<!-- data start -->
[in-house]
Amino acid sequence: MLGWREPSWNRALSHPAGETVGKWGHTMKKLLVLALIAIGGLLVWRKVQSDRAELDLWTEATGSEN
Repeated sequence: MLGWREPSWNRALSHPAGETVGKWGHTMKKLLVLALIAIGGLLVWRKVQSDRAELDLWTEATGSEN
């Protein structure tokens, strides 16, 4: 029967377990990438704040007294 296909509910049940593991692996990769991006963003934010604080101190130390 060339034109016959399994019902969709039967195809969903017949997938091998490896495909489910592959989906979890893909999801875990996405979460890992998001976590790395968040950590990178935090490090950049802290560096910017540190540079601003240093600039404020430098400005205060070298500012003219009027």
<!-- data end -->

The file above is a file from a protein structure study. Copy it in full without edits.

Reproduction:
[in-house]
Amino acid sequence: MLGWREPSWNRALSHPAGETVGKWGHTMKKLLVLALIAIGGLLVWRKVQSDRAELDLWTEATGSEN
Repeated sequence: MLGWREPSWNRALSHPAGETVGKWGHTMKKLLVLALIAIGGLLVWRKVQSDRAELDLWTEATGSEN
């Protein structure tokens, strides 16, 4: 029967377990990438704040007294 296909509910049940593991692996990769991006963003934010604080101190130390 060339034109016959399994019902969709039967195809969903017949997938091998490896495909489910592959989906979890893909999801875990996405979460890992998001976590790395968040950590990178935090490090950049802290560096910017540190540079601003240093600039404020430098400005205060070298500012003219009027």